- Glass Making in Roman Times
- Roman Wine: A Window on an Ancient Economy
- Roman Wine: Windows on a Lifestyle
- Fine Glassware in the Roman World
- Reuse of Images in the Art of Rogier van der Weyden
Relative wine consumption in Rome
The drinking habits of Rome's 300,000-strong slave population is harder to assess. Andreas Tchernia opted to cite the seasonally varied rations considered appropriate for slaves on Campanian farms (see Cato, On Agriculture LVII). But in such rural settings, slaves were regarded as chattels scarcely to be separated from the beasts of burden. In the cities, many slaves were integrated more closely into the household and usually better cared for; others were owned by the city itself, to work on construction projects, clean the public baths and temples, and sometimes do basic clerical work. All these slaves most likely received a fairly steady wine ration, while some may have had an opportunity to enjoy the taverns.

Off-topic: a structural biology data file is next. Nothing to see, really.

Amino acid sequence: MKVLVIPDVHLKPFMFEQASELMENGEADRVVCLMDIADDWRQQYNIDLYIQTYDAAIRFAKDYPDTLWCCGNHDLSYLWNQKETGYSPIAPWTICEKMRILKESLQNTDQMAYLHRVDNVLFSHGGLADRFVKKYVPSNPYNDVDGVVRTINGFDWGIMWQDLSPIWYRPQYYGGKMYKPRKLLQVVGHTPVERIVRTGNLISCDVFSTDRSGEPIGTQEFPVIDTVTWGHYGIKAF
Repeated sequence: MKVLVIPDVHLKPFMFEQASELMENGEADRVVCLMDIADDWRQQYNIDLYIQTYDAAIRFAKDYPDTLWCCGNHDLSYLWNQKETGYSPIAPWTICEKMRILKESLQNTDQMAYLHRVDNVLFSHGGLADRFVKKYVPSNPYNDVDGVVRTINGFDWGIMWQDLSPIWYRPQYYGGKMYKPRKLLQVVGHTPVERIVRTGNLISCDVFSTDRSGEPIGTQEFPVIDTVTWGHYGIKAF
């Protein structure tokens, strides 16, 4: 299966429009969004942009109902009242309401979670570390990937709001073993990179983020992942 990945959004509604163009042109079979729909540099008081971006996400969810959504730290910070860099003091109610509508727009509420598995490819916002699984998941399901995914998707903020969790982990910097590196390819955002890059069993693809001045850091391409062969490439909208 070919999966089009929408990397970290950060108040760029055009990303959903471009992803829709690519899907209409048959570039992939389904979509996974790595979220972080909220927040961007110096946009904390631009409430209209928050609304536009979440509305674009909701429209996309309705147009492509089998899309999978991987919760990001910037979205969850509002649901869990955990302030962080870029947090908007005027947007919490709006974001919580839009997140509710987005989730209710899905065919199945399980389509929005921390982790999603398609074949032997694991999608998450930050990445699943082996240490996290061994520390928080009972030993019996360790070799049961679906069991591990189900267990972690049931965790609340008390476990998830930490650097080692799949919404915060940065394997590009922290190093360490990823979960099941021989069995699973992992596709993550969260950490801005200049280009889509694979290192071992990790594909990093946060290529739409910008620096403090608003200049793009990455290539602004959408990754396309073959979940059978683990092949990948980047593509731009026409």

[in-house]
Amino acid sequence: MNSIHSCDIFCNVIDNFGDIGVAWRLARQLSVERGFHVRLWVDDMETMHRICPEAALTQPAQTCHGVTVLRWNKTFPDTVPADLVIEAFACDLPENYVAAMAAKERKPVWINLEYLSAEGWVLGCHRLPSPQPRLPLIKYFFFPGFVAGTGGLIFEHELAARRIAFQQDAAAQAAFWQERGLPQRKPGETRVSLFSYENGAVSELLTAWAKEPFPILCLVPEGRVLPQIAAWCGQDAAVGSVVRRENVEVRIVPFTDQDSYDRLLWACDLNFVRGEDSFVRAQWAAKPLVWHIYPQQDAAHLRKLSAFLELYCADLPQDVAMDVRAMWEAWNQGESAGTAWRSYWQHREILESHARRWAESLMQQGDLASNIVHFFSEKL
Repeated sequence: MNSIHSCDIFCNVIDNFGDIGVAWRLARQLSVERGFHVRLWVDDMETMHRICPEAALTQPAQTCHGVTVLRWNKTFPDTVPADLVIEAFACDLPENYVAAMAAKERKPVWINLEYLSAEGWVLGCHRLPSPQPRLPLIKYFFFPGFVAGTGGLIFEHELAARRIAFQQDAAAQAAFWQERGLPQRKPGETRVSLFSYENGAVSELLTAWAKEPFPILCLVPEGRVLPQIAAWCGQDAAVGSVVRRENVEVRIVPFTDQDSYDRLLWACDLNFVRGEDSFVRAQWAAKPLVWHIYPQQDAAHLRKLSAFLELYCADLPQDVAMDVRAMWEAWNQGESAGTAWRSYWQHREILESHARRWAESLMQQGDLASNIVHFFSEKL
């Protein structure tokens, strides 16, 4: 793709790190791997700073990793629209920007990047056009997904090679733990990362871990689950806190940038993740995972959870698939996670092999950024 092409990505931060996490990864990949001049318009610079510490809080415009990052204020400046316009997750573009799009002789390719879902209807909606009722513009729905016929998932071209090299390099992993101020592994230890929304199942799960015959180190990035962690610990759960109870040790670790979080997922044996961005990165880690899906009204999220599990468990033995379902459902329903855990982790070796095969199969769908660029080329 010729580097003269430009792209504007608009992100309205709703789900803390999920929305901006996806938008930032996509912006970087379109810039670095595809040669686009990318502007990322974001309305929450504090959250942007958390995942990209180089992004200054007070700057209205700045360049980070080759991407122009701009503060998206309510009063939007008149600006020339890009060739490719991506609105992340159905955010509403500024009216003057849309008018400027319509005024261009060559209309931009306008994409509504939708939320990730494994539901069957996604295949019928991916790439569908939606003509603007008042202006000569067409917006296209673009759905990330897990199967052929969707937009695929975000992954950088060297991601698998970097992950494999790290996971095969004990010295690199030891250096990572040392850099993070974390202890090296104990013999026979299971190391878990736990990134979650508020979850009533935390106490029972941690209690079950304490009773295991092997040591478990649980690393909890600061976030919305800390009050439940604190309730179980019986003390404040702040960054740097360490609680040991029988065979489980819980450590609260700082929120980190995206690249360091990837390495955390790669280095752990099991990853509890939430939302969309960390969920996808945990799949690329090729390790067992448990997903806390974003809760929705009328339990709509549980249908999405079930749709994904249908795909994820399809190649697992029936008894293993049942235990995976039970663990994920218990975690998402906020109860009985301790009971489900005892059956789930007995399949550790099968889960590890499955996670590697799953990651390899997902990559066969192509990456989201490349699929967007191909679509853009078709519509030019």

The age structure of the Roman slave population is all but impossible to assess; the only certainty is that its life expectancy was lower even than that of the city's citizenry, maybe by as much as three or four years. If we assume minimal wine consumption for all young slaves and female slaves, and an adult male slave population of 75,000, each os which was given 1 sextarius a day, their annual consumption would amount to 3.9 million U.S. gallons per year (or 1.3 U.S. gallons per capita).